Letters to the Editor



An open letter to Chris Kennedy:

Your recent remarks directed toward Cleveland leadership found in the March 29, 2009, edition of The Plain Dealer are offensive and crude at best. I have been a loyal advocate of the Kennedy family since the campaign and subsequent election of John F. Kennedy as President of the United States of America. I admired and respected Robert Kennedy for his inclusive actions and quest to establish right relationships between and among citizens within this great country; and I have suffered along with many others in this community as tragedy, illness and other afflictions have affected your family.

Mr. Kennedy, I disagree with your sweeping assumption that "Cleveland lacks strong leaders." Congressman Louis Stokes, David Abbott, Dr. Lolita McDavid, Sam Merrett, Randell McShepard, Barbara Danforth, Pastor Edward Cryer, Barbara Esperon, Bruce H. Akers, Scott Wolstein, Pastor Nate Ortiz, Steve Wertheim and Stanley Miller are a few examples and certainly not an exhaustive listing of our esteemed elected/former elected, faith-based, corporate, nonprofit, medical and community leaders.   

It is understood, we have not met, nor have you met the general population of greater Cleveland; otherwise, you would not have questioned our mentality. We are a people of hope and aspiration for a better life for our children. We are a people who desire employment with a decent living wage, affordable homes, safe and clean communities, clean water and a safe food supply, superior medical care, superior schools — and we demand respect.

Reverend Charissa Prunty




Thanks for exposing what is really going on at the Jigsaw ("The Jig Is Up," March 18, and updates, including this issue). It is pretty sad because the Jigsaw is actually one of the best spots in town for live music, and hopefully someone buys it and treats their employees the right way. I play in a band, and when I say that after we found out about employees (some are our friends) not getting paid, it was a no-brainer to pull out of doing any shows at the Jigsaw, until each and every one of these employees are paid what they are owed. Hopefully someone buys this Cleveland landmark and runs the business the right way. We can't afford to lose any more good things in this town.

Jack Sabolich


I read your article "The Jig is Up," and I wanted to commend you on this story. It is unfortunate that these things happen. I see no logical reason for this other than mismanagement or the heart being in the wrong place. I have been a Scene reader for many years, from back when the "musicians wanted" ads dominated the back pages. I have been involved, in one way or another, for years in the Cleveland music scene, all along believing that we can again make a difference. Gone are the days of real grassroots efforts to help out the talented (and not-so-talented) songwriters and musicians who just want a place to play, record and maybe get a little local radio play and some mentoring.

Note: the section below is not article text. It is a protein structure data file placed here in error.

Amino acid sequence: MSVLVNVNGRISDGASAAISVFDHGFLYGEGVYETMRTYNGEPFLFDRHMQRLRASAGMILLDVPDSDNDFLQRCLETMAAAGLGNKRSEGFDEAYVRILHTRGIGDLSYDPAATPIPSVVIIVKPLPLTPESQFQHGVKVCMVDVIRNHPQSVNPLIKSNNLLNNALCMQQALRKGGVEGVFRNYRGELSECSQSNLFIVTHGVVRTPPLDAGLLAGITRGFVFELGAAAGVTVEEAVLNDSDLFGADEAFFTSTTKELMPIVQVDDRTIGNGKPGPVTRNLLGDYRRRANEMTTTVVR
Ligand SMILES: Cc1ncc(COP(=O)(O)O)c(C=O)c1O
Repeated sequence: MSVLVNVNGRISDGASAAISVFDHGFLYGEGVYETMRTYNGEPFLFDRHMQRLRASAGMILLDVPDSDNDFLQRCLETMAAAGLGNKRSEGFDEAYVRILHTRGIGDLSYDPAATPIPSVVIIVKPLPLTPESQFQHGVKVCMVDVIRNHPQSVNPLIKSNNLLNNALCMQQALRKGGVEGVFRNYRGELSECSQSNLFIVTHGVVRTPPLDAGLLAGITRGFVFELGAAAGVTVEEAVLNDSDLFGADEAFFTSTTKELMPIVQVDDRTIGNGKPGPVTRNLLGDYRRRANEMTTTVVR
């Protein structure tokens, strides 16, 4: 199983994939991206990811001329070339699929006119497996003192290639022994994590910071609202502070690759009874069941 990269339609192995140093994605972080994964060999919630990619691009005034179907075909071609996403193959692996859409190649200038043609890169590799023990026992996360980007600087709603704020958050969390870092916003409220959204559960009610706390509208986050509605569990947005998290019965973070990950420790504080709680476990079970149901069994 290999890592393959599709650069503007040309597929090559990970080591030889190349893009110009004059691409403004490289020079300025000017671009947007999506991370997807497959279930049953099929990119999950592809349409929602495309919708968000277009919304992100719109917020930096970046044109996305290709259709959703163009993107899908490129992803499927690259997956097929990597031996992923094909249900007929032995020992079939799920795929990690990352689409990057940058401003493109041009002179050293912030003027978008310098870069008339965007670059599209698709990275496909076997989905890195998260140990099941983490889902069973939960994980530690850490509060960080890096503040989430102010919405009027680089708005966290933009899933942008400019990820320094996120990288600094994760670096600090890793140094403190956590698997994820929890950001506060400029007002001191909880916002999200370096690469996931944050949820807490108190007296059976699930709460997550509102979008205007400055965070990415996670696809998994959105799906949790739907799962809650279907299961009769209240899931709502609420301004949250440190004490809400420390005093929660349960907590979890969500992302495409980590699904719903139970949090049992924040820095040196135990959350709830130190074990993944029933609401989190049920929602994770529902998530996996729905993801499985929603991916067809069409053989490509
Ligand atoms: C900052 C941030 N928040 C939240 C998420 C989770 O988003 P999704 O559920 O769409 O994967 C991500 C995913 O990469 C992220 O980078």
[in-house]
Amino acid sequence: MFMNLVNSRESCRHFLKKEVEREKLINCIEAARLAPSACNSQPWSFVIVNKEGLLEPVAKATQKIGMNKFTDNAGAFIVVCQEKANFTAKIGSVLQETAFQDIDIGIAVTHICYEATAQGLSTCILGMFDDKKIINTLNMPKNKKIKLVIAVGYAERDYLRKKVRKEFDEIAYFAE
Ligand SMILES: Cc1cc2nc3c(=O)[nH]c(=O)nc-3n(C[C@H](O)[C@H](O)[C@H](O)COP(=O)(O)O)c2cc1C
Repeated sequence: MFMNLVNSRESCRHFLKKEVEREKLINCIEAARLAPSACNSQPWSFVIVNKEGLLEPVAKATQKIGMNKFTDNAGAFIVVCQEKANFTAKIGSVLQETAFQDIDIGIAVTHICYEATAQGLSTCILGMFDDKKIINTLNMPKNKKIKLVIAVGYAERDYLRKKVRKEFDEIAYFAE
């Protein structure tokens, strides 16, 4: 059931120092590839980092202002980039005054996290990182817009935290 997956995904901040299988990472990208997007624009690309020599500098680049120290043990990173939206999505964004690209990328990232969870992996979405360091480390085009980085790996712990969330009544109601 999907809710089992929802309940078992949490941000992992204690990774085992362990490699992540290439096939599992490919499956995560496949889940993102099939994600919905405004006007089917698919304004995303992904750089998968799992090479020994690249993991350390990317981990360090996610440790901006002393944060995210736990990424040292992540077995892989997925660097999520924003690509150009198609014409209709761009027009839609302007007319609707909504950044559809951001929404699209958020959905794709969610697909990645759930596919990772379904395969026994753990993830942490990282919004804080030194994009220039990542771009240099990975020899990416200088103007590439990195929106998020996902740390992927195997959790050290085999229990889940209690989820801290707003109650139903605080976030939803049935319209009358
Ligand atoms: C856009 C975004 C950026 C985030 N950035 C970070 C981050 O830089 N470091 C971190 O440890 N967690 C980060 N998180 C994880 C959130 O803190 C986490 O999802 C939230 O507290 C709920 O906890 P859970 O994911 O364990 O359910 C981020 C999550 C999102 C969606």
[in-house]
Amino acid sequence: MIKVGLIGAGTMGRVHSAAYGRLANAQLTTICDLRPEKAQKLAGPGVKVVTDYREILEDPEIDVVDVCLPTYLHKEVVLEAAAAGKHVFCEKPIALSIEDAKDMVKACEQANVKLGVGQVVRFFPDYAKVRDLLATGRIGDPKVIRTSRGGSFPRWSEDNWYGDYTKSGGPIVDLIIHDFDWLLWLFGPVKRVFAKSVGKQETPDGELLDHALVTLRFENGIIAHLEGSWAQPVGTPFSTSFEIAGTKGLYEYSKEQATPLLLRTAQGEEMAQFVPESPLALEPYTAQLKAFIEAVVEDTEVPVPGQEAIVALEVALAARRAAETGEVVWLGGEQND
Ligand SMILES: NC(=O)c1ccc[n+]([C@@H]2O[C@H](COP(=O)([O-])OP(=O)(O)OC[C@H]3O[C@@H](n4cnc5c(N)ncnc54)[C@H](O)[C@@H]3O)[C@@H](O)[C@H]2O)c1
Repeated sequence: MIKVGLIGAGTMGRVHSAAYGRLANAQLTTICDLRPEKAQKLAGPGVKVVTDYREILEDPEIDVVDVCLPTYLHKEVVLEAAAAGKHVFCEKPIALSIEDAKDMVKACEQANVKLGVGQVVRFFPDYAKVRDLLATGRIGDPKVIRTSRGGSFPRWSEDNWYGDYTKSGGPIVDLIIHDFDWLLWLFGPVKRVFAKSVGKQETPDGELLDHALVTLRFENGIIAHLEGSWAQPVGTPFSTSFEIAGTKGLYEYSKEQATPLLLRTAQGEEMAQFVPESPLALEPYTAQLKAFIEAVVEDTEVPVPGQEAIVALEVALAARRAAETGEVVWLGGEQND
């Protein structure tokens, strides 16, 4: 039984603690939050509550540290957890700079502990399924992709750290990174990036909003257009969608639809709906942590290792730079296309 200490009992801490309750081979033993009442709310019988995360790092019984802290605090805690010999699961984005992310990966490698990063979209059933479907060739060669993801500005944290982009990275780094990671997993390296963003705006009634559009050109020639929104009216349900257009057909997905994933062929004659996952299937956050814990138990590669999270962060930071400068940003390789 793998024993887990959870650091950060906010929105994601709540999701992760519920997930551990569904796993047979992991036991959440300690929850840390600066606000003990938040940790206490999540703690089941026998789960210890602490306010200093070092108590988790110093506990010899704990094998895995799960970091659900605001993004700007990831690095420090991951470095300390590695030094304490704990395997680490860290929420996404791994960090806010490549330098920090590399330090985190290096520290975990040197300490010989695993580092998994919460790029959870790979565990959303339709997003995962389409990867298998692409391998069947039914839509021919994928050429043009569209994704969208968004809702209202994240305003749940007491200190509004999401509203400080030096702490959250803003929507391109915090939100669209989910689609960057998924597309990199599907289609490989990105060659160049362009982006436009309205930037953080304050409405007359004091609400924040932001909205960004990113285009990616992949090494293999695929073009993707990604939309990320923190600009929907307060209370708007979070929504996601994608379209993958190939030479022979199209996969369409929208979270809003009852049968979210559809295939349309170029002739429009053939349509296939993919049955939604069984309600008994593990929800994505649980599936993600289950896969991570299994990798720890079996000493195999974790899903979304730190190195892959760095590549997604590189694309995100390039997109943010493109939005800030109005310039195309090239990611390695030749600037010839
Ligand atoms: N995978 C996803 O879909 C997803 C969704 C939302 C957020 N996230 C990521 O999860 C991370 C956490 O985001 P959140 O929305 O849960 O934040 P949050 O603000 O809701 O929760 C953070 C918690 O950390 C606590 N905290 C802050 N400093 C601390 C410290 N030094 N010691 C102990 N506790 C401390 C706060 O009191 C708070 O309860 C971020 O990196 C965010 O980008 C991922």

It was an exciting proposal when I heard of the plans and the partnerships being formed to "help the music scene." Finally, some people with guts, moxie and some cash that can build it up! But alas, as your article so eloquently put it, "the jig is up."

Dale Godbey


As one of the bands Phil was making big promises to (including evaporating regional tours), I wanted to say that your cover story saves me the trouble of having to explain to people what went down. Great read.

Joe Fortunato

Venomin James


An open letter to Governor Strickland:

I am writing to urge you to postpone Brett Hartmann's April 7 execution by lethal injection. I read James Renner's summary in Cleveland Scene of Mr. Hartmann's trial in the 1997 murder of Winda Snipes ("Deadline," March 25). Several points impressed me:

1. The remarkable unreliablity of "forensics expert" Rod Englert's testimony and qualifications (he had no formal science education, and some of his conclusions amounted to mere speculation);

2. Judge Michael Callahan allowed an inmate who shared a cell with Hartmann to testify that Hartmann had confessed to the murder in a private conversation, despite the fact that the snitch's lawyer warned Callahan that his client was about to commit perjury;

3. Shoddy investigative work and followup by the detectives handling the case, especially their failure to look thoroughly into Jeffrey Nicholas's alibi for the entire day of the murder (Nicholas was Snipes' boyfriend at the time, and a neighbor heard him arguing with Snipes shortly before the murder, " ... yelling about cutting the bitch's fucking throat");

Governor Strickland, I ask that you please read James Renner's article in the current Cleveland Scene and look closely into this case. Too much evidence has been ignored, some of what has passed for "evidence" stretches the bounds of fairness and credibility, and there is still vital evidence that needs to be gathered (especially DNA testing of hairs found in Snipes' blood.) Mr. Hartmann deserves the chance to prove his innocence before it's too late.

David A. Debick


Editor's note: Hartmann was granted a stay by an appeals court. See the Scene&Heard section of this issue for an update, and watch for more on the Scene&Heard blog at clevescene.com.

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